And The Skylarks’ War is a very worthy second Costa winner for Ms McKay, another fine work which I’m sure children will enjoy for many years to come, and one which parents will delight in reading alongside their youngsters.

It’s a simple tale, beautifully told, of Clarry and her older brother Peter, who spend their summers staying in Cornwall with their grandparents and much-loved older cousin Rupert. Each September brings a return to normal humdrum life with Rupert and Peter at boarding school, while Clarry is stuck at home. Her father is often out, and when he is in he seldom seems to notice her presence; and when he does it never seems to be in a favourable light, seeing no need for her to receive a good education. Instead she is sent to

Miss Pinkses’ Academy for Young Ladies …. bare walls, shabby paint and dark windows … ‘It’s those three rooms at the top,’ said Clarry’s suddenly ruthless brother, pointing (while Clarry lurked miserably behind). ‘She’s been going there for years, ever since she was six, and she has never learned a useful thing. Sewing handkerchief cases, that’s all she did last term!’

When Peter’s school friend Simon Bonnington comes into their lives with his sister Vanessa, Clarry sees that there might be another way for her to live, and secretly applies to take the entrance test at Vanessa’s grammar school, much to her father’s annoyance and disappointment when he learns that she has been awarded a place.

In August 1914 Rupert enlists as soon as he possibly can with his school friend Michael and they go off to France together; Peter will never be able to follow them, having badly damaged his leg jumping from a moving train in the summer of 1912, in the hope of avoiding being sent to boarding school. Instead Peter leaves school and goes to Oxford on a scholarship, and encourages young Clarry to apply for a place as soon as she is old enough.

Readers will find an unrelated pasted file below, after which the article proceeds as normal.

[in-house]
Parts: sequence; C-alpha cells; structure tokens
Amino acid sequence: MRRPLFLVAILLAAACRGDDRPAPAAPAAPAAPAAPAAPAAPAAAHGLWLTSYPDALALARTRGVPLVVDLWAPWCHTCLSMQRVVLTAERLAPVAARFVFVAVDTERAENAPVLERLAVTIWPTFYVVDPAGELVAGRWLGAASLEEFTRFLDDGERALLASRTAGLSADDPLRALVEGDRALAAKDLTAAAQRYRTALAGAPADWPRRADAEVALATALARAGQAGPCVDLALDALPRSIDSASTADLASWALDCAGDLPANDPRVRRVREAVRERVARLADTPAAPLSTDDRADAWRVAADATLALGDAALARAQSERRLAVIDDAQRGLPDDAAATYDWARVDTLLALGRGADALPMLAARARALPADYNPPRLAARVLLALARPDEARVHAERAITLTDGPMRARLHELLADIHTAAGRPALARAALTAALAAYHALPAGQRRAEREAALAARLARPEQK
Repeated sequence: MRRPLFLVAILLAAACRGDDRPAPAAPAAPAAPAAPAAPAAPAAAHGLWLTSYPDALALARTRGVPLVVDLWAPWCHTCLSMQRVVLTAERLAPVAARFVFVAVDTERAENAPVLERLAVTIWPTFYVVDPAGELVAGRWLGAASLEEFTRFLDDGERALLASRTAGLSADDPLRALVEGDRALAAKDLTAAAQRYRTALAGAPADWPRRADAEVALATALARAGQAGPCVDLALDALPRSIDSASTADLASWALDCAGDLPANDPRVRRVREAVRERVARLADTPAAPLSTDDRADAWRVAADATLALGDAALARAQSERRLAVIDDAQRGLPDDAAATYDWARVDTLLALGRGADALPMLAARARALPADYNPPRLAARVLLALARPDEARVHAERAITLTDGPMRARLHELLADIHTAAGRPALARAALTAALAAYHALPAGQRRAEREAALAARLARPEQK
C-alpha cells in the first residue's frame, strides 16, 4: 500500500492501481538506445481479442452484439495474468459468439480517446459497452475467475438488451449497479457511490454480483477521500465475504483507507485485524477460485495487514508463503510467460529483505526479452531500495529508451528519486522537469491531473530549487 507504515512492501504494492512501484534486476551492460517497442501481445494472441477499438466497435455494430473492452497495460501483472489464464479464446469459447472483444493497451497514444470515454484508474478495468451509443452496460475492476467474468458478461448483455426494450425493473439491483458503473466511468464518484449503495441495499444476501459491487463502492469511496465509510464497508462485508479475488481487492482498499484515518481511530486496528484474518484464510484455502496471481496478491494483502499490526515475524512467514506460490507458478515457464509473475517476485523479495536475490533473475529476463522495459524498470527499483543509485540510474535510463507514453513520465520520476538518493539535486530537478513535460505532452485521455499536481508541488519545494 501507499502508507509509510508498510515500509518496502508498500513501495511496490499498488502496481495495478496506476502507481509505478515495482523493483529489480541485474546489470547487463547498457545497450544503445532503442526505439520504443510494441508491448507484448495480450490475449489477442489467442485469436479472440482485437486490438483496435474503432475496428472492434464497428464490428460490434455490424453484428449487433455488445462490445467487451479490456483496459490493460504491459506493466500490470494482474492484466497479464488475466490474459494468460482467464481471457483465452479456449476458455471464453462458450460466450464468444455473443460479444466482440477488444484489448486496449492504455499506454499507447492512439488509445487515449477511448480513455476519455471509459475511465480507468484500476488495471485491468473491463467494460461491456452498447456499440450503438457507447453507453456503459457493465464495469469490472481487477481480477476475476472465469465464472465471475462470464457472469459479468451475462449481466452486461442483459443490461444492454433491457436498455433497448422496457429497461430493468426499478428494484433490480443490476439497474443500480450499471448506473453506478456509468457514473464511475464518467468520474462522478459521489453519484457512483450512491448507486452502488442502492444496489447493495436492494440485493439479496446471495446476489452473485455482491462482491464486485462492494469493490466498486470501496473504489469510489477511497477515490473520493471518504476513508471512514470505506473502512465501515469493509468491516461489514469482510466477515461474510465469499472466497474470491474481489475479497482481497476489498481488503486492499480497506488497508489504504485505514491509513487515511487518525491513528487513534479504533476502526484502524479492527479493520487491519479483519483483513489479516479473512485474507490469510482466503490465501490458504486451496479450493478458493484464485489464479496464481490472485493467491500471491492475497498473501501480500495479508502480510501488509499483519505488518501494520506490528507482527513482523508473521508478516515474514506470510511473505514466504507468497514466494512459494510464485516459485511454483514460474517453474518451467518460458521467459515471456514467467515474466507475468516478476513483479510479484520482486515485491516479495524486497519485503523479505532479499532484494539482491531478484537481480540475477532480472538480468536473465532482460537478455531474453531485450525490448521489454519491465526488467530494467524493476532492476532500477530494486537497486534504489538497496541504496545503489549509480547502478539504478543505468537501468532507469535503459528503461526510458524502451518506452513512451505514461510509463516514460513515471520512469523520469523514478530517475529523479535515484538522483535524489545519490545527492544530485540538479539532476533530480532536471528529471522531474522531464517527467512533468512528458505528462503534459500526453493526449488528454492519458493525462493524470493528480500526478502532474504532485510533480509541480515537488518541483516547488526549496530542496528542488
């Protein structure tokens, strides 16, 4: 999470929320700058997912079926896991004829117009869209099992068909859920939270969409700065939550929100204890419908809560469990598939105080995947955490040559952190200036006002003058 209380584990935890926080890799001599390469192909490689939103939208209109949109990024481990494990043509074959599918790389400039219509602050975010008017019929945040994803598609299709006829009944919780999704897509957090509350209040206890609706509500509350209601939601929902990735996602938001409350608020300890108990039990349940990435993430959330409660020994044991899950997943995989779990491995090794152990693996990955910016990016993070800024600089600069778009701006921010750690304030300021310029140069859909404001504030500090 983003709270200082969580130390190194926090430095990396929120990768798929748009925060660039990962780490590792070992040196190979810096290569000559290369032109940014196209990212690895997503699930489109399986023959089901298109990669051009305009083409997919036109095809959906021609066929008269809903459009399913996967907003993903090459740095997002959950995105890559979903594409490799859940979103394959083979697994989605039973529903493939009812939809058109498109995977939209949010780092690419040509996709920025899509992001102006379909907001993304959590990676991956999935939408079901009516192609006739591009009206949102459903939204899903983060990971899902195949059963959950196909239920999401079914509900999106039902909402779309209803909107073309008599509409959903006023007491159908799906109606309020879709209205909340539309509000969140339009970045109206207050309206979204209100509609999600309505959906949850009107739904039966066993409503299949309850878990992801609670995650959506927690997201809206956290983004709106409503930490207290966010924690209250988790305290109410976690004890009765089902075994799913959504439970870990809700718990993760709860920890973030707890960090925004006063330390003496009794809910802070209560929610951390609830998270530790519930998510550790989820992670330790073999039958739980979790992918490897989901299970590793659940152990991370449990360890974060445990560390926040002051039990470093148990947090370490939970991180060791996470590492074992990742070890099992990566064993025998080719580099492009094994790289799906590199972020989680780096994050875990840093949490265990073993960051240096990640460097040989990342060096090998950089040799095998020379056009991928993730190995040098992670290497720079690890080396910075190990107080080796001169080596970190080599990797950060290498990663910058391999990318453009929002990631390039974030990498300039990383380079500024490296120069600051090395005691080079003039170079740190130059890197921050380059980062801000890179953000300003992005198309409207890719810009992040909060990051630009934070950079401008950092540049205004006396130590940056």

McKay writes brilliantly about the difficulties faced by young people during the First World War, whether it’s men struggling to be themselves at school, then being forced to grow up rapidly in the trenches of France, or women – particularly intelligent, clear-minded young women like Clarry and Vanessa – wanting to find a new way forward in life, despite the low expectations for girls at the time. The Skylarks’ War is realistic in that while Peter becomes a professor, Clarry is a teacher, enjoying her life, but clearly capable of doing just as much as her older brother. And it’s Clarry who, during the war, has to learn to run the household, cook and clean, as staff gradually leave her father’s house for war work.

This is no fairy tale, a happy-endings-all-around children’s book: Clarry and Peter’s father remains a remote and distant figure, attending neither Peter’s final school speech day nor either child’s Oxford graduation, and he is clearly not part of their adult lives; much-loved friends and relatives are dead – characters we have come to love and appreciate. The Skylarks’ War is a wonderful work, which I’m sure will stand the test of time, and will be added to my own personal set of “essential rereading” books.

Daisy Chapter and VerseReviewed by Daisy